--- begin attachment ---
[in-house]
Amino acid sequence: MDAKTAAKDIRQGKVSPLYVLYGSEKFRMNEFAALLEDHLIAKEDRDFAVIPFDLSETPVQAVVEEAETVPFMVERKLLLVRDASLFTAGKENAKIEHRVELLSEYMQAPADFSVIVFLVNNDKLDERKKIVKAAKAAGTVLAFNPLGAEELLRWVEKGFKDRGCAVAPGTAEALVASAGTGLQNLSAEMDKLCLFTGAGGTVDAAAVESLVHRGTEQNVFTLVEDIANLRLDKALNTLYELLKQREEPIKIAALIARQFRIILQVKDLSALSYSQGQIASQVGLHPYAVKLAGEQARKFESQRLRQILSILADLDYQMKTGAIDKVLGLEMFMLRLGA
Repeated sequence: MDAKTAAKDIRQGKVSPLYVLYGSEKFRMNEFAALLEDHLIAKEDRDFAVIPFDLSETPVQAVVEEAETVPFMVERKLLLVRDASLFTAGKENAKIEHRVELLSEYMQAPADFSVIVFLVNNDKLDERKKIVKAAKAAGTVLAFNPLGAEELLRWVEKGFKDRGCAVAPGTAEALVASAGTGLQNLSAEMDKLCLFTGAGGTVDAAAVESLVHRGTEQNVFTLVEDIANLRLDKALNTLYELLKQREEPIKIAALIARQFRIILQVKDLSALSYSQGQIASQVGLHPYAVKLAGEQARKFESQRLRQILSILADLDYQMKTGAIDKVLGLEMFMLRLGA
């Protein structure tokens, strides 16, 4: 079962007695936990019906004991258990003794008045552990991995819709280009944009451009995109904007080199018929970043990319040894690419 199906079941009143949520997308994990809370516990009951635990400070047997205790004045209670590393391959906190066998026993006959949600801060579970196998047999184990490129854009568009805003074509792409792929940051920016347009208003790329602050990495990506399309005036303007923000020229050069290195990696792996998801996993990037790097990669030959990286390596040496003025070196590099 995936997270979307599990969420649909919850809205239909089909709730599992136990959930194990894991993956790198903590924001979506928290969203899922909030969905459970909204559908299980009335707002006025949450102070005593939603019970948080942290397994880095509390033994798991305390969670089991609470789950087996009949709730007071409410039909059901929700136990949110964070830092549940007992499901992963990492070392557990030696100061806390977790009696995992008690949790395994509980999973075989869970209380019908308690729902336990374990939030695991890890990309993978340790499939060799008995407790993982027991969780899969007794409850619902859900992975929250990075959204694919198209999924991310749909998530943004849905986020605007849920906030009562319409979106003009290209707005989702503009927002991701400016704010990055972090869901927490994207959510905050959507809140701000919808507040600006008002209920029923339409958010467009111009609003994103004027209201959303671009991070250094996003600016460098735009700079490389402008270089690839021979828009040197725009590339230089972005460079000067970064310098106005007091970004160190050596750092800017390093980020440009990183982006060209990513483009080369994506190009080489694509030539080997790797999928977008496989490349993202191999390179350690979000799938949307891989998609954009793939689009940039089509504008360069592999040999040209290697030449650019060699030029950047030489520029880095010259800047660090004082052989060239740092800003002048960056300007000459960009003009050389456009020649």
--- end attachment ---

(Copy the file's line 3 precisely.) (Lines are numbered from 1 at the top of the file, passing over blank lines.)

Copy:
Repeated sequence: MDAKTAAKDIRQGKVSPLYVLYGSEKFRMNEFAALLEDHLIAKEDRDFAVIPFDLSETPVQAVVEEAETVPFMVERKLLLVRDASLFTAGKENAKIEHRVELLSEYMQAPADFSVIVFLVNNDKLDERKKIVKAAKAAGTVLAFNPLGAEELLRWVEKGFKDRGCAVAPGTAEALVASAGTGLQNLSAEMDKLCLFTGAGGTVDAAAVESLVHRGTEQNVFTLVEDIANLRLDKALNTLYELLKQREEPIKIAALIARQFRIILQVKDLSALSYSQGQIASQVGLHPYAVKLAGEQARKFESQRLRQILSILADLDYQMKTGAIDKVLGLEMFMLRLGA